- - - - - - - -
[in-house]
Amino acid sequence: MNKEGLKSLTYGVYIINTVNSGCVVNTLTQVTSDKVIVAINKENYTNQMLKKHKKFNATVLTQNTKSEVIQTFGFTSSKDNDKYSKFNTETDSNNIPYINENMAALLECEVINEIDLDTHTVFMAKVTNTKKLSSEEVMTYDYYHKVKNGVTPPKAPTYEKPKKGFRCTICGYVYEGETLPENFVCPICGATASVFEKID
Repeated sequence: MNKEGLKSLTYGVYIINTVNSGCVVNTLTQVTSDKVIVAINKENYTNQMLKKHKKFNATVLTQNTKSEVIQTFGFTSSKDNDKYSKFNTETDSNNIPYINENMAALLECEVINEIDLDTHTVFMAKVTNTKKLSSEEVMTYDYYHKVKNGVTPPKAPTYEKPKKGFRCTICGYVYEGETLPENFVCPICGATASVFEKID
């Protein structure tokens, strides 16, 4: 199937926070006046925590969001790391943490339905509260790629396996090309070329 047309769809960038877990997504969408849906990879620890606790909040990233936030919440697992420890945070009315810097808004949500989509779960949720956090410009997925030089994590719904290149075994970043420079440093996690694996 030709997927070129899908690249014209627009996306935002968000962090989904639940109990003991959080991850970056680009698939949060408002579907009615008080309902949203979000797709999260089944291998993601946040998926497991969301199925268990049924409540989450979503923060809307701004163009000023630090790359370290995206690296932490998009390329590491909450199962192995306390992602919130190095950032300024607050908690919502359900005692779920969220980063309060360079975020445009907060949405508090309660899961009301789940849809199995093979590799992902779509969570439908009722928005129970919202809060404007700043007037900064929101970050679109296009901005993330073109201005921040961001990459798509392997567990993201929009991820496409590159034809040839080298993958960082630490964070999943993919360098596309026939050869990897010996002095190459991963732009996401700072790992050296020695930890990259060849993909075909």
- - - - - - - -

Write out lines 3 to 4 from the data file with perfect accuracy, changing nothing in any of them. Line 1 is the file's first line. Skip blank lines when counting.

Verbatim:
Repeated sequence: MNKEGLKSLTYGVYIINTVNSGCVVNTLTQVTSDKVIVAINKENYTNQMLKKHKKFNATVLTQNTKSEVIQTFGFTSSKDNDKYSKFNTETDSNNIPYINENMAALLECEVINEIDLDTHTVFMAKVTNTKKLSSEEVMTYDYYHKVKNGVTPPKAPTYEKPKKGFRCTICGYVYEGETLPENFVCPICGATASVFEKID
């Protein structure tokens, strides 16, 4: 199937926070006046925590969001790391943490339905509260790629396996090309070329 047309769809960038877990997504969408849906990879620890606790909040990233936030919440697992420890945070009315810097808004949500989509779960949720956090410009997925030089994590719904290149075994970043420079440093996690694996 030709997927070129899908690249014209627009996306935002968000962090989904639940109990003991959080991850970056680009698939949060408002579907009615008080309902949203979000797709999260089944291998993601946040998926497991969301199925268990049924409540989450979503923060809307701004163009000023630090790359370290995206690296932490998009390329590491909450199962192995306390992602919130190095950032300024607050908690919502359900005692779920969220980063309060360079975020445009907060949405508090309660899961009301789940849809199995093979590799992902779509969570439908009722928005129970919202809060404007700043007037900064929101970050679109296009901005993330073109201005921040961001990459798509392997567990993201929009991820496409590159034809040839080298993958960082630490964070999943993919360098596309026939050869990897010996002095190459991963732009996401700072790992050296020695930890990259060849993909075909």